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Modelele 2011 din gama KTM disponibile din Iunie


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2011_allModelele 2011 din gama KTM pentru off-road sunt disponibile începând cu luna iunie

La fabrica KTM din Mattighofen, Austria s-au depus mari eforturi în dezvoltarea motocicletelor pentru sezonul 2010, iar starul noii game este revoluţionarul model care concurează în MX1, KTM 350 SX-F.

Actualul sezon de motorsport este în plină desfăşurare şi piloţii KTM au obţinut deja o serie de clasări pe podium în şaua ultimelor off-roadere create în Austria. Iar acum, KTM îşi prezintă noile motociclete create pentru a intra în gama modelelor 2011.

Gama perfectă pentru sezonul viitor cuprinde: trei variante de înaltă calitate şi competitivitate pentru cei mai tineri entuziaşti ai off-roadului (Minicycle), un total de şase motociclete pentru motocross special concepute pentru a câştiga curse, precum şi opt sport enduro-uri.

Prin lansarea acestei game, KTM îşi subliniază statutul de lider în ceea ce priveşte motocicletele de off-road destinate activităţilor sportive.

Gama pentru 2011 începe cu modelul de 50 cmc în doi timpi (50 SX) şi se termină cu puternicul 530 EXC-R. Între cele două există o întreagă gamă de vehicule sport adaptate fiecărui tip de pilotaj off-road şi fiecărui profil de pilot. Iar toate se încadrează perfect în filozofia KTM "Ready to race". KTM are motocicleta potrivită atât pentru cei care practică enduro-ul şi motocrossul ca pe un hobby, cât şi pentru cei care participă la campionate mondiale. 

Inginerii KTM au adăugat gamei o serie de invoaţii şi acest lucru este cel mai vizibil când vine vorba de 350 SX-F, expus prima dată toamna trecută. Aceasta este prima motocicletă cu motor de 350 cmc care evoluează în Campionatul Mondial de MX1 şi i-a cucerit deja pe cei doi piloţi oficiali KTM Antonio "Tony" Cairoli şi Rui Goncalves. Cairoli nu este doar autorul victoriei cu o motocicletă de 350 cmc chiar în prima cursă a acestui model ci şi liderul clasamentului general al Campionatului Mondial.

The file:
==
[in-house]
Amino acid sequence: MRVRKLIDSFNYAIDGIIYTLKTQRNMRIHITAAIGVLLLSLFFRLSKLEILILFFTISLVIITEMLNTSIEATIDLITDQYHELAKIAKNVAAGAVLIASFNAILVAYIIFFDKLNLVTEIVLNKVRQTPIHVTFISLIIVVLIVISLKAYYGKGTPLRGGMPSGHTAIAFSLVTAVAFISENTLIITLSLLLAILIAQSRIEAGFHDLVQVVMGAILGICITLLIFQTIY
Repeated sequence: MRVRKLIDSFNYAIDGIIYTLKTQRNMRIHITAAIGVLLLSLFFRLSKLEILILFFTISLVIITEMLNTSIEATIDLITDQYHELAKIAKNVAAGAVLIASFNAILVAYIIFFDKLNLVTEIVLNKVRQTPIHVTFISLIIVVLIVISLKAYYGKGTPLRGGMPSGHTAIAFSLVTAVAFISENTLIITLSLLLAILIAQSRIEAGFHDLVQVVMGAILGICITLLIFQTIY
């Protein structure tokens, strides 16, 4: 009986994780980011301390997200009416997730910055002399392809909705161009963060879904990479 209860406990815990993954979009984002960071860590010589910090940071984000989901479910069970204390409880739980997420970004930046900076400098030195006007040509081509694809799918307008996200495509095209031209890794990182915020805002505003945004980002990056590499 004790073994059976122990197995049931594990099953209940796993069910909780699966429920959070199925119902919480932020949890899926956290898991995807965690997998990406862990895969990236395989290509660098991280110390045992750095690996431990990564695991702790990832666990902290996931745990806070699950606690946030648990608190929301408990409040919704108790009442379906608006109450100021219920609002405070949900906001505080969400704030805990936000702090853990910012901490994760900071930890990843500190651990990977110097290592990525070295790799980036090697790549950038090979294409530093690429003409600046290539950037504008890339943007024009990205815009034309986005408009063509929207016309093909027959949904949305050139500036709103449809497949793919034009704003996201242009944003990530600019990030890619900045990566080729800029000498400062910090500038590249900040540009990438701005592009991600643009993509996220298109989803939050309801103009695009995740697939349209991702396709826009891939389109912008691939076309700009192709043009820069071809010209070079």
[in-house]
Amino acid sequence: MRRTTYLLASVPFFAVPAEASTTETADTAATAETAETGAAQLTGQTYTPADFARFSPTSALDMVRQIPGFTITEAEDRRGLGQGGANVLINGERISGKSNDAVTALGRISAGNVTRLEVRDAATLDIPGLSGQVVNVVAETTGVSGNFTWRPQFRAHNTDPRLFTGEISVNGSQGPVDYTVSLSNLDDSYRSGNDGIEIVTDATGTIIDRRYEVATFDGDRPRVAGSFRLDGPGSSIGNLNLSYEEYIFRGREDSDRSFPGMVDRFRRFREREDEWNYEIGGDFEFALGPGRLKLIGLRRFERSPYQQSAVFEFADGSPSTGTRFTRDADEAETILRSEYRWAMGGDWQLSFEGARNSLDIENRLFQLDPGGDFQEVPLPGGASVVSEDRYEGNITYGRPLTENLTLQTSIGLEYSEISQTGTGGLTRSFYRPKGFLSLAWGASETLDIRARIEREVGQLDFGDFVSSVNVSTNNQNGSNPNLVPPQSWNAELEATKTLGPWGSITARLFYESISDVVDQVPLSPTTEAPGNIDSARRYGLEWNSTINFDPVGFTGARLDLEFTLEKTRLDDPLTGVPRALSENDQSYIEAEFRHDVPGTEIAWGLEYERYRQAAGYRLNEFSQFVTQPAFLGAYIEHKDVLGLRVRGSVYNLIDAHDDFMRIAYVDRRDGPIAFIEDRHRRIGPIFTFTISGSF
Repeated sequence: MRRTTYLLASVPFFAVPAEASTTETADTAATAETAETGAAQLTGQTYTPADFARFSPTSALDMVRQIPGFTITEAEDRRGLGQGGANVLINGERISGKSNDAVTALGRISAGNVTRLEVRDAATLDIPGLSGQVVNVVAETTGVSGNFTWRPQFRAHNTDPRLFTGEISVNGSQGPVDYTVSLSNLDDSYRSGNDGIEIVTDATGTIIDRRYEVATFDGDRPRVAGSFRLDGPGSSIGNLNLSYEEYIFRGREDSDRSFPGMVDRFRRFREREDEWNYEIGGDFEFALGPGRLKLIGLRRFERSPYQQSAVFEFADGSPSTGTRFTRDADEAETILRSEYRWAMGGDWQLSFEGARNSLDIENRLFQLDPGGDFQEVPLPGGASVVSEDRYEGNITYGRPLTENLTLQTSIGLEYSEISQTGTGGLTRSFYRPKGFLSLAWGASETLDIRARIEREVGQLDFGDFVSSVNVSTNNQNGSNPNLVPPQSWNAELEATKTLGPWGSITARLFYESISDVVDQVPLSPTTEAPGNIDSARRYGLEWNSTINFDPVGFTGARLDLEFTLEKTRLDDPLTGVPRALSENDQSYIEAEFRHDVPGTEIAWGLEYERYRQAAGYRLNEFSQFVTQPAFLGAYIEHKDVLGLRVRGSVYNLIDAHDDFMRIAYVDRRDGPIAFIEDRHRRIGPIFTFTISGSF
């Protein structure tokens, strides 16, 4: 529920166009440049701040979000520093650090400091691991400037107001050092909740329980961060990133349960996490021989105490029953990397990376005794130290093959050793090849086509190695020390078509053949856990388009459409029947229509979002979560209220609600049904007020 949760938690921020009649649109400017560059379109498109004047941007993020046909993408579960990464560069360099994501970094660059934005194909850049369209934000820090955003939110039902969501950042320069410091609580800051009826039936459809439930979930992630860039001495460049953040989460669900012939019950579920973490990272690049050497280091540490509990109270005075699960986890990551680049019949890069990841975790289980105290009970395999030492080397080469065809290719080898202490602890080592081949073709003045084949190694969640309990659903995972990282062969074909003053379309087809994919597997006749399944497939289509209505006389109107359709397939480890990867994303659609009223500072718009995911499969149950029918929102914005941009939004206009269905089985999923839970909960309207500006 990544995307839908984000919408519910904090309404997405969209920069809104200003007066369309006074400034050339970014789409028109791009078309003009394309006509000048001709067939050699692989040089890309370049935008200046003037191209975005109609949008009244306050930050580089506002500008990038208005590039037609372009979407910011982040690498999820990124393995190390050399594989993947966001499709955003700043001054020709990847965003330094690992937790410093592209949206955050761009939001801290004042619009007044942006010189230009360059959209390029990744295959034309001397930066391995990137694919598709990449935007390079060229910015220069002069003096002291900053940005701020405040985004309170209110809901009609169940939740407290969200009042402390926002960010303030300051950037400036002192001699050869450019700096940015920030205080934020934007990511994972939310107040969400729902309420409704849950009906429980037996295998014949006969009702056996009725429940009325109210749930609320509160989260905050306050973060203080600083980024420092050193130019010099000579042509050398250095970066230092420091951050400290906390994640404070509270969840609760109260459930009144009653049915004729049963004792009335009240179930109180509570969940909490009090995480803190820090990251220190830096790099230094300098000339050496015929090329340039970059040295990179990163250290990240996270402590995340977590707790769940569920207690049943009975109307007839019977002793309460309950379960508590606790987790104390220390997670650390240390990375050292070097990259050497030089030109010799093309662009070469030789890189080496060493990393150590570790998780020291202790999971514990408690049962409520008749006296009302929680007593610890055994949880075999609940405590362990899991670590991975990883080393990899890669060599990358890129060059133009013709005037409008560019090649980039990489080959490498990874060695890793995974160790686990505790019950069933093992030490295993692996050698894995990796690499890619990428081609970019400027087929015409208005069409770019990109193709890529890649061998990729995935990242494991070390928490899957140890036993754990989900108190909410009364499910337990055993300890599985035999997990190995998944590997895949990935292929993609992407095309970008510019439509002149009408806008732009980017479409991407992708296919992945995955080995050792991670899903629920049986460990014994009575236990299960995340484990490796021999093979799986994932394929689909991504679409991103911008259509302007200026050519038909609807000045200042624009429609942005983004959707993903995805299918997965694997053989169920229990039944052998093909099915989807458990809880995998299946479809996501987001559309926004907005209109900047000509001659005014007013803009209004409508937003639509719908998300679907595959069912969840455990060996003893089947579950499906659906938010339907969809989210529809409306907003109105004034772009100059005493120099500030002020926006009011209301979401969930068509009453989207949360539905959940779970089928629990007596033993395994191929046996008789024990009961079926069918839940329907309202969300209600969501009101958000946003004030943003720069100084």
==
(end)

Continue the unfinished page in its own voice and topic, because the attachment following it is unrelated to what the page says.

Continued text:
În plus, pe lângă conceptul unic în ceea ce priveşte motorul, gama de motocross pentru 2011 include un cadru şi componente de şasiu noi. 

Modelele din gama enduro au fost decorate şi ele cu o serie de titluri şi înglobează expereinţa acumulată de-a lungul obţinerii celor 176 de titluri mondiale, iar acest lucru este vizibil atât la motoarele în doi timpi cât şi la cele în patru timpi.


Începând cu luna iunie vă aşteptăm în showroom-ul nostru din Şos. Pipiera Nr.48, Bucureşti, pentru a vă oferi mai multe amănunte despre off-roaderelor KTM incluse în gama 2011.



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      With the major teams deciding not to contest round two in Doha, it wasn’t until the Atacama Rally in Chile and round three that Price could regroup and fight once more for the title. Riding consistently and never finishing outside of the top five, the 31-year-old claimed the runner-up position on the podium and went a little way to putting his world championship campaign back on track.
      “I set out at the beginning of the Atacama to ride consistently and get back up to speed with the bike and navigation after the break over the summer. To take second after such a tricky race was really encouraging and helped to build my confidence for the last two rounds.”
      Toby Price (AUS) KTM 450 RALLY Atacama Rally 2018 © Rally Zone
      Another strong ride in Argentina at the Desafio Ruta 40 took Price to another second place, a mere six seconds from the win after 17 hours of riding. Most importantly however, Quintanilla was again one place behind giving Price an extra few points in the championship battle with just one round left to race – the Rally du Maroc.
      The rankings were close heading into the final round with Price trailing the leading Quintanilla by just eight points. Any one of the top six riders in the standings had a chance to take the championship title however, and it would all be played out in the sand of Morocco.
      Despite the pressure of the championship chase there was only one option for Price and that was to come out swinging, and that is exactly what he did. A win on the opening prologue stage threw down the gauntlet to his competitors. He backed it up with a win on stage one.
      Despite opening the route on stage two, Price led most the timed special and was only narrowly beaten on time by teammate Matthias Walkner. Holding the overall rally lead heading into stage three – the first of the rally’s marathon stage – Toby rode a safe 280 kilometers, conserving himself and his machine, to arrive sixth at the bivouac.